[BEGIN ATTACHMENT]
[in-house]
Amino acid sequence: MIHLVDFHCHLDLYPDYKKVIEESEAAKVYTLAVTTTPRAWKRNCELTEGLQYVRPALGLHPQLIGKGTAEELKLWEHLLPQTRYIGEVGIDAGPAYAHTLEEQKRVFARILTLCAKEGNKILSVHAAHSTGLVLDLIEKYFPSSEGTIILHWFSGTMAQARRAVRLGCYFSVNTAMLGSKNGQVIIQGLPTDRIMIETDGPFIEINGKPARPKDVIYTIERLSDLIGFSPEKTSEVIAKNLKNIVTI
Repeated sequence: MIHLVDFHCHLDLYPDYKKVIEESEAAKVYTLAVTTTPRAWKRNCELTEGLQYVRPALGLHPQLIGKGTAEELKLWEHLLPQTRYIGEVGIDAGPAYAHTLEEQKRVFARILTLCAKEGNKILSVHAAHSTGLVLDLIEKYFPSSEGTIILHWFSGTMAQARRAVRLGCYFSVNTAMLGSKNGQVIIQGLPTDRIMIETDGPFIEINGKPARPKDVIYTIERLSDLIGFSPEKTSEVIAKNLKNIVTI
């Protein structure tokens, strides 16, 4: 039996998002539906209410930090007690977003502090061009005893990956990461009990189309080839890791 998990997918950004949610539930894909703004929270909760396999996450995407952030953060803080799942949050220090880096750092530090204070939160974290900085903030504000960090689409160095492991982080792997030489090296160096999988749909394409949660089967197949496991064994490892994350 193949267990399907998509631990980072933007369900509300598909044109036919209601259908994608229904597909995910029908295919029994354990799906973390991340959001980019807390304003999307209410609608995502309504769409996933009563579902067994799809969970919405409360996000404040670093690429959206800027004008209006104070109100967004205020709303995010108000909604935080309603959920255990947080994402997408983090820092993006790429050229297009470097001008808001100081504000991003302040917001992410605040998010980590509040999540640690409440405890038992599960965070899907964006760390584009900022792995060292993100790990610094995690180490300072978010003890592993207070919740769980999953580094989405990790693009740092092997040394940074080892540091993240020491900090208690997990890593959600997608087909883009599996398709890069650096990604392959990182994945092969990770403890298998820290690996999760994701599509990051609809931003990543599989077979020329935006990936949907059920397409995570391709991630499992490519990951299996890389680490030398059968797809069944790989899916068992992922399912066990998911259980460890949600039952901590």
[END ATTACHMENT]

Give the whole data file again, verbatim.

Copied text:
[in-house]
Amino acid sequence: MIHLVDFHCHLDLYPDYKKVIEESEAAKVYTLAVTTTPRAWKRNCELTEGLQYVRPALGLHPQLIGKGTAEELKLWEHLLPQTRYIGEVGIDAGPAYAHTLEEQKRVFARILTLCAKEGNKILSVHAAHSTGLVLDLIEKYFPSSEGTIILHWFSGTMAQARRAVRLGCYFSVNTAMLGSKNGQVIIQGLPTDRIMIETDGPFIEINGKPARPKDVIYTIERLSDLIGFSPEKTSEVIAKNLKNIVTI
Repeated sequence: MIHLVDFHCHLDLYPDYKKVIEESEAAKVYTLAVTTTPRAWKRNCELTEGLQYVRPALGLHPQLIGKGTAEELKLWEHLLPQTRYIGEVGIDAGPAYAHTLEEQKRVFARILTLCAKEGNKILSVHAAHSTGLVLDLIEKYFPSSEGTIILHWFSGTMAQARRAVRLGCYFSVNTAMLGSKNGQVIIQGLPTDRIMIETDGPFIEINGKPARPKDVIYTIERLSDLIGFSPEKTSEVIAKNLKNIVTI
């Protein structure tokens, strides 16, 4: 039996998002539906209410930090007690977003502090061009005893990956990461009990189309080839890791 998990997918950004949610539930894909703004929270909760396999996450995407952030953060803080799942949050220090880096750092530090204070939160974290900085903030504000960090689409160095492991982080792997030489090296160096999988749909394409949660089967197949496991064994490892994350 193949267990399907998509631990980072933007369900509300598909044109036919209601259908994608229904597909995910029908295919029994354990799906973390991340959001980019807390304003999307209410609608995502309504769409996933009563579902067994799809969970919405409360996000404040670093690429959206800027004008209006104070109100967004205020709303995010108000909604935080309603959920255990947080994402997408983090820092993006790429050229297009470097001008808001100081504000991003302040917001992410605040998010980590509040999540640690409440405890038992599960965070899907964006760390584009900022792995060292993100790990610094995690180490300072978010003890592993207070919740769980999953580094989405990790693009740092092997040394940074080892540091993240020491900090208690997990890593959600997608087909883009599996398709890069650096990604392959990182994945092969990770403890298998820290690996999760994701599509990051609809931003990543599989077979020329935006990936949907059920397409995570391709991630499992490519990951299996890389680490030398059968797809069944790989899916068992992922399912066990998911259980460890949600039952901590």